Joe sez: This weblog initially appeared in 2010. It’s extraordinarily prescient about the future of ebooks, but that is not the rationale I’m reposting it. I’m reposting as a result of I received my very first DMCA Takedown notice. Blogger has been notified, in accordance with the phrases of the Digital Millennium Copyright Act (DMCA), that sure content in your blog is alleged to infringe upon the copyrights of others. Because of this, we’ve got reset the put up(s) to “draft” status.
If we did not achieve this, we can be topic to a declare of copyright infringement, no matter its deserves. This means your submit – and any pictures, links or different content – is not gone. You could edit the post to take away the offending content and republish, at which level the put up in question will be visible to your readers again.
Apparently my infringement, based on the web site Lumen, was including an Amazon hyperlink to writer Lexi Revellian. Lexi was originally mentioned as one of many laundry checklist of authors beneath. I’ve since removed her title and Amazon hyperlink from this put up, however this has introduced up some interesting points. 1. Linking to an Amazon page is in no way a copyright infringement. 2. I’m fairly sure all authors want as many websites as doable to hyperlink to their books.
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3. I don’t assume I know who Lexi is, but this was seven years in the past and that i may have forgotten. I have no idea why, seven years after the actual fact, she or someone working on her behalf, would complain to Blogger about a very old honest use post of mine that was supportive of her work. I do know that some authors hire companies to scour the Internet for examples of piracy. These corporations dish out DMCA notices like drunks throw out beads at Mardi Gras.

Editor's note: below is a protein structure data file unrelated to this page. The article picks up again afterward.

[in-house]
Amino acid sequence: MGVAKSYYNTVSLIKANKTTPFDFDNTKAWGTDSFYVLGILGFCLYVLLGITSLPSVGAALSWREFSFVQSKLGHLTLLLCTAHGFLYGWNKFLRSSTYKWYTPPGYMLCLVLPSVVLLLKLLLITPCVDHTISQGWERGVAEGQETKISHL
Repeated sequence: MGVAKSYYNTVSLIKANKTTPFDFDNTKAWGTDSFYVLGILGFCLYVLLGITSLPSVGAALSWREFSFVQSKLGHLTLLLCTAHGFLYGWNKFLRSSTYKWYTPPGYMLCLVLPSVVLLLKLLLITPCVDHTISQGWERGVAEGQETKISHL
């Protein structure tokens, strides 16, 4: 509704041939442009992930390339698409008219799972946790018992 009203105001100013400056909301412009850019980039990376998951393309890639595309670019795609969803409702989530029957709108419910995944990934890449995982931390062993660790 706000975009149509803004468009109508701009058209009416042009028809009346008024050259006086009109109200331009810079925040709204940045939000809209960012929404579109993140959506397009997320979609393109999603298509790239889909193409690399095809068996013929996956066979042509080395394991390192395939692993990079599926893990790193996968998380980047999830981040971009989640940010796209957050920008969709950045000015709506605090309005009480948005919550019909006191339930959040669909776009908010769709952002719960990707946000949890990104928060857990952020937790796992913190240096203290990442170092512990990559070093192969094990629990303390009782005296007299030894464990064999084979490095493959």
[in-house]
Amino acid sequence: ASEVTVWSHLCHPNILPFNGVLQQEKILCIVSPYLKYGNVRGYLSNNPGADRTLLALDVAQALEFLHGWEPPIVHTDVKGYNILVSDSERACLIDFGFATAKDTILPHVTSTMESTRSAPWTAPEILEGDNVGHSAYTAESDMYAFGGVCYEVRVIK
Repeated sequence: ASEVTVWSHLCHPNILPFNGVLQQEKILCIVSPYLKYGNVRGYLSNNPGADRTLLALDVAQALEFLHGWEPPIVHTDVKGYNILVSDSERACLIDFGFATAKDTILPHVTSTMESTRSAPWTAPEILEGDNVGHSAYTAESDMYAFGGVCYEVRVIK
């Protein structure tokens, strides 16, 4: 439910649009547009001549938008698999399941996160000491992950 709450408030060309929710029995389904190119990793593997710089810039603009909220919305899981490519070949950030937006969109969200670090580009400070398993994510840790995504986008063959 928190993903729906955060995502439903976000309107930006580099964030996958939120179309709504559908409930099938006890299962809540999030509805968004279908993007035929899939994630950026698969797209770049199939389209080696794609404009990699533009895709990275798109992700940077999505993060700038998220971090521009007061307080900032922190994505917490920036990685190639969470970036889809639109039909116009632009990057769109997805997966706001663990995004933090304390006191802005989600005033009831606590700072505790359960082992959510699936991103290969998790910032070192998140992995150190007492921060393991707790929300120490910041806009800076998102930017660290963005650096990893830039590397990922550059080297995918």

As mentioned by Blogger in the email above, they take away posts no matter advantage. Which means anybody can accuse anyone of copyright infringement, and Blogger (together with many other Internet firms) err to the facet of the accuser. Certainly everybody can see what a foul thing that is. Guilty till proven innocent did not work for the court system, and it should not work for the Internet.
4. I do not know if Lexi is using any providers to guard her copyrights, because I have no idea why I acquired this discover. Piracy doesn’t hurt authors. I have written ample posts about this subject. Hiring firms to police the Internet, on the lookout for evidence of copyright infringement and sending out DCMA notices, does harm authors.
Lexi had an Amazon link to her website, that even seven years later nonetheless gets traffic. Now her hyperlink is gone. That cannot be helpful for an creator. And i can guess I’m not the only blogger who is getting notices like this. What number of writers, considering they’re combating piracy, are actually limiting their own reach? It’s a waste of time, and money, and also probably career-damaging, to struggle piracy. I say this as someone who has been pirated quite a bit for over a decade.
People pirate me. And I don’t care. And there is completely no verifiable evidence that ebook piracy harms authors. If you are involved about piracy, be sure your ebooks and audio are simply accessible and inexpensive. But, as I stated, you should not be concerned. Persons are going to share information. It’s a part of the human situation. Anti-piracy laws are about as profitable as anti-drug laws. The enemy is obscurity, not people studying your work free of charge. Am I the only one who seen this from Publishers Weekly? The article is Here.